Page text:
Ordered two-dimensional (2D) lattices were formed by assembling silica-coated solid and segmented Au nanowires between coplanar electrodes using alternating current (ac) electric fields. Dielectrophoretic forces from the ac field concentrated wires between the electrodes, with their long axis aligned parallel to the field lines. After reaching a sufficient particle density, field-induced dipolar interactions resulted in the assembly of dense 2D lattices that spanned the electrodes, a distance of at least ten wire lengths. The ends of neighboring Au wires or segments overlapped a fraction of their length to form lattice structures with a "running bond" brickwork-like pattern. The observed lattice structures were tunable in three distinct ways: (1) particle segmentation pattern, which fixed the lattice periodicity for a given field condition; (2) ac frequency, which varied lattice periodicity in real time; and (3) switching the field on/off, which converted between lattice and smectic particle organizations. Electric field simulations were performed to understand how the observed lattice periodicity depends on the assembly conditions and particle segmentation. Directed self-assembly of well-ordered 2D metallic nanowire lattices that can be designed by Au striping pattern and reconfigured by changes in field conditions could enable new types of switchable optical or electronic devices.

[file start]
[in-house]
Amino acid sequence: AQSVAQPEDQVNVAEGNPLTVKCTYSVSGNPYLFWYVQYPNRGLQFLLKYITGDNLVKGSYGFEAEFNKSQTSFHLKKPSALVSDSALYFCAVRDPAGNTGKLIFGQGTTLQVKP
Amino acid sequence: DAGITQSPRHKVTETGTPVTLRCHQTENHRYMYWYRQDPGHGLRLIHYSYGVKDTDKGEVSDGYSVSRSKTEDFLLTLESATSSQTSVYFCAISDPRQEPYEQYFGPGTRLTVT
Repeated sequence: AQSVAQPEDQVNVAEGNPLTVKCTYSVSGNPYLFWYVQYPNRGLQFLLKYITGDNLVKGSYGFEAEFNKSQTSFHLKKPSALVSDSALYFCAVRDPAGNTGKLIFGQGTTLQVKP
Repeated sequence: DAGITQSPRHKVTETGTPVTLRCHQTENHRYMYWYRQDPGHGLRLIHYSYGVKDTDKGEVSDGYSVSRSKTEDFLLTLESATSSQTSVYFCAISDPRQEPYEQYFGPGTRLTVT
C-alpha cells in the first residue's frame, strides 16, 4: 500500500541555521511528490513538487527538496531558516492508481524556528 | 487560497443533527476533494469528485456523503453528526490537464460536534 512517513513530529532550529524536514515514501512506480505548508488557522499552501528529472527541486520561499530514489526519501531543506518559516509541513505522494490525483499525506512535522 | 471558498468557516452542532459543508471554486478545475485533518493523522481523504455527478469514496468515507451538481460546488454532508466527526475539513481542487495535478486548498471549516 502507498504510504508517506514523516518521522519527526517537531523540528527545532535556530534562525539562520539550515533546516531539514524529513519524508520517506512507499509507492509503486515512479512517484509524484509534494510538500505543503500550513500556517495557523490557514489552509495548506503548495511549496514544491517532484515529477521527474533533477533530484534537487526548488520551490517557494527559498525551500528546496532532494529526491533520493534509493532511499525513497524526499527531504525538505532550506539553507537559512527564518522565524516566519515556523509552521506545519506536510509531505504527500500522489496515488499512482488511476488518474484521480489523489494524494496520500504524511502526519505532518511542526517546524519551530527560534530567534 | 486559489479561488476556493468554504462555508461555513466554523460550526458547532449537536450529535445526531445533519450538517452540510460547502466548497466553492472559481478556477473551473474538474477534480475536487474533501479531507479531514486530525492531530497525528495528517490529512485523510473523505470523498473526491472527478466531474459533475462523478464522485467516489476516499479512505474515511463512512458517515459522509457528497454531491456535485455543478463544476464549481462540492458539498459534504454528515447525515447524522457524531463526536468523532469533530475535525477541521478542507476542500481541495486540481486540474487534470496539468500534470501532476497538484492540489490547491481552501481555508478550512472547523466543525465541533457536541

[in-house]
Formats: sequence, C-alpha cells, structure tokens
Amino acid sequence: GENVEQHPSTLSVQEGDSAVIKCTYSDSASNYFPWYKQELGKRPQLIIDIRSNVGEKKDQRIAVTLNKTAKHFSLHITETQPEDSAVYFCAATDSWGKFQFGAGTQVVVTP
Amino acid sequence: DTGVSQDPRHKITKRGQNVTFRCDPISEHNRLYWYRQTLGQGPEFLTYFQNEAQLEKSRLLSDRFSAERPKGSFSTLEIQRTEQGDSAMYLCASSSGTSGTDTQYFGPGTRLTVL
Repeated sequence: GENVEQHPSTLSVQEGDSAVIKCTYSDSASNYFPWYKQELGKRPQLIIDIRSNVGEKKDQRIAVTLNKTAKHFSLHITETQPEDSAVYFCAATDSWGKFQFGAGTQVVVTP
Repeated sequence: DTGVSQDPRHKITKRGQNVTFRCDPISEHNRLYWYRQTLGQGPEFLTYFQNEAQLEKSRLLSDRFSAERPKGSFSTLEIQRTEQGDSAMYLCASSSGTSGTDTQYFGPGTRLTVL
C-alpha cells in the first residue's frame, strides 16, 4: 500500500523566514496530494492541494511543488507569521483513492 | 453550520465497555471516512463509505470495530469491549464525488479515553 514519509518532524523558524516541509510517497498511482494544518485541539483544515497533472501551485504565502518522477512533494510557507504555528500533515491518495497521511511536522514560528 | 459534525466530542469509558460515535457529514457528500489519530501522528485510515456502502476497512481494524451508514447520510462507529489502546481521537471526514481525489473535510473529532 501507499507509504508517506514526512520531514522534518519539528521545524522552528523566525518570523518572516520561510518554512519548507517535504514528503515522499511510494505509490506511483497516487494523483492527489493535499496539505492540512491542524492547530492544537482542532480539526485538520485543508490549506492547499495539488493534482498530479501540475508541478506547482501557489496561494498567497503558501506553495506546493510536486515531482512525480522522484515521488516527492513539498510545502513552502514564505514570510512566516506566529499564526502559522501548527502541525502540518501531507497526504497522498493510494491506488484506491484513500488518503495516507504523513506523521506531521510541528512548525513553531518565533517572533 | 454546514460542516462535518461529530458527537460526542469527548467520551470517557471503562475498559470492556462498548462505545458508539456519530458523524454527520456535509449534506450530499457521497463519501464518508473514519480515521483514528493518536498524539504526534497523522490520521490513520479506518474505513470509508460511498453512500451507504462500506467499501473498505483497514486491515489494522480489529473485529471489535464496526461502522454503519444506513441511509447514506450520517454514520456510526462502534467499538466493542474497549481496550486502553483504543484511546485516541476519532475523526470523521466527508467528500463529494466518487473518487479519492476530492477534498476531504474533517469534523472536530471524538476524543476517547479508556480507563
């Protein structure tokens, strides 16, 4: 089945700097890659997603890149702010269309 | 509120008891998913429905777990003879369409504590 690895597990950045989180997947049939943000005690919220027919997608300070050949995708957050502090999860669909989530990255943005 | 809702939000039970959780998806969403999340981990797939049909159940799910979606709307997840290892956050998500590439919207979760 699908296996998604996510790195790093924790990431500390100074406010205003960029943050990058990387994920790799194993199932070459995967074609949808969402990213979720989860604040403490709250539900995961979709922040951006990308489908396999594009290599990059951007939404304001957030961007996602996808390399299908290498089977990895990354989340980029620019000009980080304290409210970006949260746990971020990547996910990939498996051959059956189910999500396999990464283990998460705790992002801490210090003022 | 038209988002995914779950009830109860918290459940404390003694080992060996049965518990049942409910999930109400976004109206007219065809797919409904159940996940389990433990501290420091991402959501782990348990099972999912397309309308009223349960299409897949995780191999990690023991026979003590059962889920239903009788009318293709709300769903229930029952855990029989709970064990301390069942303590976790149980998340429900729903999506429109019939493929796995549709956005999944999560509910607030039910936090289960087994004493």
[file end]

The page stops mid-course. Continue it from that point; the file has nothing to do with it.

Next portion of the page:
All Science Journal Classification (ASJC) codes
- Materials Science(all)
- Condensed Matter Physics
- Surfaces and Interfaces